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ZEISS DTI thermal imaging cameras. For more discoveries at night, and during the day.

SWAROVSKI AX VISIO: MY LEARNINGS IN A NUTSHELL (2 Viewers)

Canip

Well-known member
The following personal findings reflect my experience using the Visio on a daily basis for over a month, doing literally hundreds of bird identifications with it.

1. Not a “quick and easy” device
Unless you are willing to invest some time and learn how to best use the Visio, you will likely experience many frustrating moments. That’s probably what happened to some internet reviewers who spent a few hours with the Visio and then concluded that it wasn’t really a useful device, since it didn’t reliably identify birds. Give it some practice and you will find that the Visio actually does the job it is designed to do quite well.

2. Don’t expect the impossible
As mentioned somewhere else, you as an experienced birder may be able to identify birds that are partially hidden in branches and behind leaves so that you can only see a small part of their body. For an algorithm, this is a greater challenge. Don’t expect the machine to be as “smart” as you. I have had surprisingly good results with birds almost invisible in or behind bushes, but not on a reliable basis, so don’t get mad if the Visio doesn’t give you a bird’s name or doesn’t even see a bird that you have spotted in the binocular but that is not really clearly visible.

3. Distance, distance, distance
Large birds (herons, storks, large birds of prey etc) can be identified by the Visio at distances well beyond 150m or more, both in flight and sitting still. The same is not true for small birds. Even 40m may be too far for tits or chiffchaffs. You will know it in advance when you look through the Visio and the shape of the bird in question by far does not fill the red circle it is supposed to fill. You may get an ID, but more likely you won’t. Too great a distance between me and the bird has been one of the main reasons of frustration for me, esp. if the bird had been well visible in the binocular of the Visio.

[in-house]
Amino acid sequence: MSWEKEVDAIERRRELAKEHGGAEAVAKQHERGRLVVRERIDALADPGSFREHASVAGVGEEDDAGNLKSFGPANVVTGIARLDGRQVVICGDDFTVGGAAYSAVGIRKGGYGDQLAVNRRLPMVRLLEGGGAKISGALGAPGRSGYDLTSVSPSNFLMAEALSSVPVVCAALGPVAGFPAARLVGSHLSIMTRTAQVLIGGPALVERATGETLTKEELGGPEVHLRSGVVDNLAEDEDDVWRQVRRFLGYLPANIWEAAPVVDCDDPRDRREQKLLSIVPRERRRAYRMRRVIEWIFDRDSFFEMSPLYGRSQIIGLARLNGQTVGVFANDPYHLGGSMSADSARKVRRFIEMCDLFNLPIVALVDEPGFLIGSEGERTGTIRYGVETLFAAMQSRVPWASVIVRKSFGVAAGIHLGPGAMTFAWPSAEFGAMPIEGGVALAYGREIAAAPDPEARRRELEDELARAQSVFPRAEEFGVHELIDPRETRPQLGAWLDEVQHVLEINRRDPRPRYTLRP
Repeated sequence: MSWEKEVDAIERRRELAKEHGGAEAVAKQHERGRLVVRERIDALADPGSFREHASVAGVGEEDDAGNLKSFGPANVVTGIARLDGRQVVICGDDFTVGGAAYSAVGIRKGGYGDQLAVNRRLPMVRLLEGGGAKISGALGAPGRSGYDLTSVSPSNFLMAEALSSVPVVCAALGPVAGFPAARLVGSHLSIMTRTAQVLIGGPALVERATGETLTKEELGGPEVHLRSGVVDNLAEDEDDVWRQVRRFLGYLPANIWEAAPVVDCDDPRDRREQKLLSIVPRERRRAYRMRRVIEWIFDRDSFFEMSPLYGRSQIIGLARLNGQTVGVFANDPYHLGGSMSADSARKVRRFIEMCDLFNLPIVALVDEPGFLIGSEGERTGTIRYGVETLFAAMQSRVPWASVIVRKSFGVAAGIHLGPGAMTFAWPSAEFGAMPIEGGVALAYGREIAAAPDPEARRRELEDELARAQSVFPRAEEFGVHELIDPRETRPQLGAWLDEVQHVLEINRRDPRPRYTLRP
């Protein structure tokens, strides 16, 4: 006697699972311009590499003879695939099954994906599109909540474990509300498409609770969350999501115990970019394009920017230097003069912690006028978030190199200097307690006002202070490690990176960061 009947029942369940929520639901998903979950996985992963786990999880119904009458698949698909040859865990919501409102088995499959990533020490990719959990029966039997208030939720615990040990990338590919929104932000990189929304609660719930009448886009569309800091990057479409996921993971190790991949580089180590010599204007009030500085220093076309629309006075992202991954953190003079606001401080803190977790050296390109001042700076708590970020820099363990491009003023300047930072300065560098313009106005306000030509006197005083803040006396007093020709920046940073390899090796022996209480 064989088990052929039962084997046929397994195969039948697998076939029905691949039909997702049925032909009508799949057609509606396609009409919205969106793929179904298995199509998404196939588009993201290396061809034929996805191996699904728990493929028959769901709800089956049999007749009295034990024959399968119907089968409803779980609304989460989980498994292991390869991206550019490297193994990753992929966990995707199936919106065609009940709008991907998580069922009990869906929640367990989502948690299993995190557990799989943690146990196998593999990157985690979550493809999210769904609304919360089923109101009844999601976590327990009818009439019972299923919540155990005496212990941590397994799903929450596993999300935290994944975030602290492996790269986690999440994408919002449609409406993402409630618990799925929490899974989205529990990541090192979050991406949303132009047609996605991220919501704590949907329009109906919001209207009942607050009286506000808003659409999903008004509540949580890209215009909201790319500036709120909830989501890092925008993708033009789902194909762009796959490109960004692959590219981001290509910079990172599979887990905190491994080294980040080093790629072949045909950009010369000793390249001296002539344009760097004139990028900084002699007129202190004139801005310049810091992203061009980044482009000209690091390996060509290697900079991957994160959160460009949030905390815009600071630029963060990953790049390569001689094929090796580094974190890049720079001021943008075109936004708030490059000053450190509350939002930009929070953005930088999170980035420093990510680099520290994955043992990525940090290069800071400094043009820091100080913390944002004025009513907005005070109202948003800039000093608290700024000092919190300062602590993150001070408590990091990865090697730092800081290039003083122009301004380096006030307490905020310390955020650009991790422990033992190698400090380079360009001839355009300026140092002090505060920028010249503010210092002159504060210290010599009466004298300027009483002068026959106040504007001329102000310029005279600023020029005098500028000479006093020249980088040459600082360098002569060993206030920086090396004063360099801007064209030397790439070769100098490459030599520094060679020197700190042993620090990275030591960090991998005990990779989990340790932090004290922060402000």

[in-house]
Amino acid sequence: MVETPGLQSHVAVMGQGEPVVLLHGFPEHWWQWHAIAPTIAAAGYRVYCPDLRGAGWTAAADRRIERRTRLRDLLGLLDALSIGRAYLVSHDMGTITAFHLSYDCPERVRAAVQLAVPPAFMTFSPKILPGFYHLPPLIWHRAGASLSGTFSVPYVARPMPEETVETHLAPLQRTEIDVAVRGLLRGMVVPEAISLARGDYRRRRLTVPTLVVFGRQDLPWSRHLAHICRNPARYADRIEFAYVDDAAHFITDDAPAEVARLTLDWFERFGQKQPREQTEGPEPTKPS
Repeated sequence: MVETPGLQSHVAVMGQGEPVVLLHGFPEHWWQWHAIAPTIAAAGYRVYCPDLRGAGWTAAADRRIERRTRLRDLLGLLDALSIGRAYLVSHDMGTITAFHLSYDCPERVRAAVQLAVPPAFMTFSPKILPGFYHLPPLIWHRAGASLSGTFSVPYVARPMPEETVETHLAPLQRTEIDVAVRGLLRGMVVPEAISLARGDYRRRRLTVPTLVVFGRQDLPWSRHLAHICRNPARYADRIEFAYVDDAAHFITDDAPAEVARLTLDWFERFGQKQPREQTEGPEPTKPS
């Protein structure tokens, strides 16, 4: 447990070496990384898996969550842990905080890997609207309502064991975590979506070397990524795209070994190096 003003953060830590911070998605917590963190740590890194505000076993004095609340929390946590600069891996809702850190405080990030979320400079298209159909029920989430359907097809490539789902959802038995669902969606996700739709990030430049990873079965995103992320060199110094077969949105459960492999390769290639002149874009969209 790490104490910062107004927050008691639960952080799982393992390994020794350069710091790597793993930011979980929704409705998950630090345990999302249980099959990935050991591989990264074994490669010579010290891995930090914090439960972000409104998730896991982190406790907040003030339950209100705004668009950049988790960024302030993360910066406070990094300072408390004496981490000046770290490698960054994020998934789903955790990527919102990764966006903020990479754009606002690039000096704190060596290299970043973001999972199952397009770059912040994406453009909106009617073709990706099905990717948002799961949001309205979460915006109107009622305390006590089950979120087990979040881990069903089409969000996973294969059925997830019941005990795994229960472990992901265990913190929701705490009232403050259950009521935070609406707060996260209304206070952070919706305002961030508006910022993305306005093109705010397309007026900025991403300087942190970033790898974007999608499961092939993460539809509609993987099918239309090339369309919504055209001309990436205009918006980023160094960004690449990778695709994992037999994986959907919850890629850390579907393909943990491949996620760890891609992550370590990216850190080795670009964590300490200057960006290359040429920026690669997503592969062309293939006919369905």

4. Turn on and leave on
As mentioned earlier, it is advisable to turn the Visio on when you actively start birding, and to leave it on. It will last several hours, perhaps most of the day, with a single battery charge. This ensures the GPS is active and bird IDs have a good chance of success.

5. Backlight is bad
IDs are much more successful with birds sitting on the ground or flying at your altitude or when observing against an earthen background than with birds sitting high up in a tree when the bright daylight is behind that tree. The same is true when you observe from a dark shelter with a low roof, watching out into the bright daylight or sunshine. Results are better if you are in the same lighting situation as the bird.

6. Focal length is not the main issue with the camera
I have experimented a bit, trying to find out what it would bring if the 260 mm of the Visio were increased to something like 370 mm (using a Lumix with Leica DC Vario objective). The difference isn’t that great when it comes to detail recognition (see pics attached). More focal length would be welcome in the Visio, but it would not drastically change things.

7. IS would be a clear improvement